Many of them were unemployed, but only a few qualified for unemployment since they had never worked for anyone except themselves. The ones who were old and disabled like Troy Tucker and his wife Sara lived on food stamps and Supplemental Security Income (SSI), a federal program for the needy who couldn’t qualify for Social Security or state welfare. As in the case of unemployment insurance, only people who have paid into the program are eligible for Social Security. A few of them, such as Cynthia’s sister (whose husband died from the shotgun blast), drew AFDC. Almost all of them were eligible for food stamps, but some hadn’t got around to applying and others simply refused. Jake Polk never said it out loud, but you could tell that he’d rather die than accept welfare. At one time in his life, Henry Polk must have shared that aversion. Even now, when he heard someone bellyaching, Henry would say: “If you look around, you’ll always see somebody worse off than you. God didn’t make everybody to be rich. It would be a dull world if everybody was the same.”
The house in South Austin, once so government-issue sterile, was gradually taking on a personality. Cynthia found some patches of cloth and sewed curtains. One of those velvet bullfighter paintings that you see in Mexican border towns appeared on the wall in the living room. Henry constructed a coffee table from some pieces of plate glass found in the city dump. They got an old king-size mattress and box springs from Goodwill. The two little girls, Kathy and Lanette, shared a cot at the foot of their parents’ bed, the three older girls shared a second bedroom, and the two boys slept in the dining room (although the house was supposed to have four bedrooms, the two rooms at the back weren’t heated). Apparently the Polks weren’t familiar with thermostats, or maybe they were cold-natured—whatever the case, the house was always uncomfortably hot and smelled of used lard and burned sugar. Spectacular amounts of trash accumulated. Billie Jean and Colann swept the kitchen and living room two and sometimes three times a day, and still the floor was littered with crushed candy canes, spilled milk, partly eaten sandwiches, chicken bones, and cigarette butts.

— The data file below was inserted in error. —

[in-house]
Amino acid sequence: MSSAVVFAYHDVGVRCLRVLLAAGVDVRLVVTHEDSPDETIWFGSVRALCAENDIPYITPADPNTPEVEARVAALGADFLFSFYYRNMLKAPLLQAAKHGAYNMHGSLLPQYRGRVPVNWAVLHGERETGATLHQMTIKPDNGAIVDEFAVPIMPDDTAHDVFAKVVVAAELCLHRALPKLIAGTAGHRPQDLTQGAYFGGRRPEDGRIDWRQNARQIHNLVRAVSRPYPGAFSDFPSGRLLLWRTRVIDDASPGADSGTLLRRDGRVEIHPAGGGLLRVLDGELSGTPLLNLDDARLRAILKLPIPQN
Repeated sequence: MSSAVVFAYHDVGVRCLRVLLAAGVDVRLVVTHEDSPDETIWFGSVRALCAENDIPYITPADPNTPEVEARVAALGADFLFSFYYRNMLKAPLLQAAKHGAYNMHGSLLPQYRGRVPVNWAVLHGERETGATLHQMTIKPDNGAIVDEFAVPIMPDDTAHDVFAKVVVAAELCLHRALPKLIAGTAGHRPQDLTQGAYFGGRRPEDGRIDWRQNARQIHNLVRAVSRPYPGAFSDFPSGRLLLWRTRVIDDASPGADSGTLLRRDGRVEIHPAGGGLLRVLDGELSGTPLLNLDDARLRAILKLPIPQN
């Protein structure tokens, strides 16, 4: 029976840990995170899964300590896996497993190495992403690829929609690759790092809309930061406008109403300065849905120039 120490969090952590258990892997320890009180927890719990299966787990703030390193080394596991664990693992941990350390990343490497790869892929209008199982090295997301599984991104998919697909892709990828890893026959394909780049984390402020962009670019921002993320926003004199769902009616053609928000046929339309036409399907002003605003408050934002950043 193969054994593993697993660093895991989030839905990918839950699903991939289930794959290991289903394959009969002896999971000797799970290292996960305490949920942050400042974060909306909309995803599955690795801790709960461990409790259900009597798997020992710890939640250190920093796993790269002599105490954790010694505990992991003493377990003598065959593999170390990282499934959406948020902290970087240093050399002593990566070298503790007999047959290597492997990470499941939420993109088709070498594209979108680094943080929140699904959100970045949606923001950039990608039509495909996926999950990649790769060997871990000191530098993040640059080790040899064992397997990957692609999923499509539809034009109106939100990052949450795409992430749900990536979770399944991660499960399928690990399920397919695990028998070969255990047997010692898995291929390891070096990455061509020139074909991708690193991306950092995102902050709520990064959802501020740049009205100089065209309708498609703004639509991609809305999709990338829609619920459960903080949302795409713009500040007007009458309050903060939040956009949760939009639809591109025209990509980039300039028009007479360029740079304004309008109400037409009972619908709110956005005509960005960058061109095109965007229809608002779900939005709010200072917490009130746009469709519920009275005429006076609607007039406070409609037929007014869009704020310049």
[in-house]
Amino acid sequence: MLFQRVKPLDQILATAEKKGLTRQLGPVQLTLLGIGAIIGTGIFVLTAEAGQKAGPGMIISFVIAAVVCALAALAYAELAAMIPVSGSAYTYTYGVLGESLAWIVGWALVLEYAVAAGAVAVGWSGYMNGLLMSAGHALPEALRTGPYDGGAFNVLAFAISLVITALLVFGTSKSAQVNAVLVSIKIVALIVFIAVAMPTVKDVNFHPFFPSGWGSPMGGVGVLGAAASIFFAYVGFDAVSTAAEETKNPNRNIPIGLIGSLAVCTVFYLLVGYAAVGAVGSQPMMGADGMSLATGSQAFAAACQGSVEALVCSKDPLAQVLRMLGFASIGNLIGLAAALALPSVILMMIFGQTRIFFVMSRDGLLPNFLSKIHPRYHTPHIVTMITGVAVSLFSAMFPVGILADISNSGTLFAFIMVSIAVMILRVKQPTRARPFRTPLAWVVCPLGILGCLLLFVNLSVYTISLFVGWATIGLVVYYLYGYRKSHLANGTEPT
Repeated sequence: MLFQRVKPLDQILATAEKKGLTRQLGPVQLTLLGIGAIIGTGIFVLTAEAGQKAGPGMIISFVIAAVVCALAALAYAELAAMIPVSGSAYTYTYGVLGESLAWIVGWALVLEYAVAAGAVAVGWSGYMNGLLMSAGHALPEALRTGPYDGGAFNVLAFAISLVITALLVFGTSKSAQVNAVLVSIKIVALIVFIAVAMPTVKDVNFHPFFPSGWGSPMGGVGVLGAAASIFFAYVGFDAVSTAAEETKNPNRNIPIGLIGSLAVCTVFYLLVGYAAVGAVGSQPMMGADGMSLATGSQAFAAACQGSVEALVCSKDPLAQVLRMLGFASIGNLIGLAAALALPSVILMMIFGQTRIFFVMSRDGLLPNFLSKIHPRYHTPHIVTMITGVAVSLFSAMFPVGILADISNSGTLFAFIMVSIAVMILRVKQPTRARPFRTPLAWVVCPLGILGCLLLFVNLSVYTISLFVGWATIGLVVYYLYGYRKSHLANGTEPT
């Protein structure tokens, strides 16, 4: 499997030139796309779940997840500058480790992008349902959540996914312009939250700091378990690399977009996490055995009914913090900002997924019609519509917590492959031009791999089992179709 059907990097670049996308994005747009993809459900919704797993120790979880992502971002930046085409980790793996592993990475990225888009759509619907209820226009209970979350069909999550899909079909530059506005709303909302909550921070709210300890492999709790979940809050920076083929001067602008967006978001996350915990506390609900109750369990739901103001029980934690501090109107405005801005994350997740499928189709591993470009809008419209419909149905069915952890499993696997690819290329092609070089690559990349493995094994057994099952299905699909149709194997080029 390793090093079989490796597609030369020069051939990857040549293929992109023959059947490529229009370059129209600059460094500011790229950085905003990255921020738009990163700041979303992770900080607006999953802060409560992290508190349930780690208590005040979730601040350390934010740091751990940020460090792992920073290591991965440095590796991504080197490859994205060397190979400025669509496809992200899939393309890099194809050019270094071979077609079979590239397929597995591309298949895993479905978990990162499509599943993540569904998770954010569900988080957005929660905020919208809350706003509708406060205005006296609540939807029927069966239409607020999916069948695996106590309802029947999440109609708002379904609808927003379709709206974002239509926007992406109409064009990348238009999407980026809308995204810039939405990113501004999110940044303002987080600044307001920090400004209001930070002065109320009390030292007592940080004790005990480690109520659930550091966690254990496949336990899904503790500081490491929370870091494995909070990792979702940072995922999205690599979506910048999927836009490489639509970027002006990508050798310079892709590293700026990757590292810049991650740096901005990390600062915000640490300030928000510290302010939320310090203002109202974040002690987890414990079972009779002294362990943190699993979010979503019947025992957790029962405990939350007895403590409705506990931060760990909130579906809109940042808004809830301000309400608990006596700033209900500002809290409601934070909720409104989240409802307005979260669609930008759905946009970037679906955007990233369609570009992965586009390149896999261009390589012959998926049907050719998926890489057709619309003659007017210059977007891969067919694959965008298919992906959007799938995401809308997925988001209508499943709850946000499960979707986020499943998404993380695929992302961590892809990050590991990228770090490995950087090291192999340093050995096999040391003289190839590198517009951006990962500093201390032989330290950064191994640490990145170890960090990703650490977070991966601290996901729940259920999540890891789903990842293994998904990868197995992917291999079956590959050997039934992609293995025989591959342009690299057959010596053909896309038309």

Cynthia Polk had measured out the food stamps carefully, loading up initially on staples like sugar, flour, potatoes, and lard, then falling back on a lifetime habit of planning and shopping one day at a time. While the food stamps lasted, there was always meat or chicken, always fried. Every meal included potatoes, beans, and cake. (Henry’s favorite meal was red beans and chocolate cake, mixed together.) Nobody in the family liked tomatoes or lettuce, and they weren’t big on fruit either. In the afternoons when the kids came home from school, Cynthia would drive them to the bakery outlet and treat them to day-old fried pies, purchased ten for 99 cents. There was one particular supermarket that the Polks visited daily, the chain that sponsored the TV sweepstakes show called Let’s Go to the Races. Cynthia would select four or five items, then they would each head to a different checkout line, thereby multiplying their allotment of sweepstakes cards. On Friday nights, Cynthia and the kids would gather in front of the TV and cheer home their horses.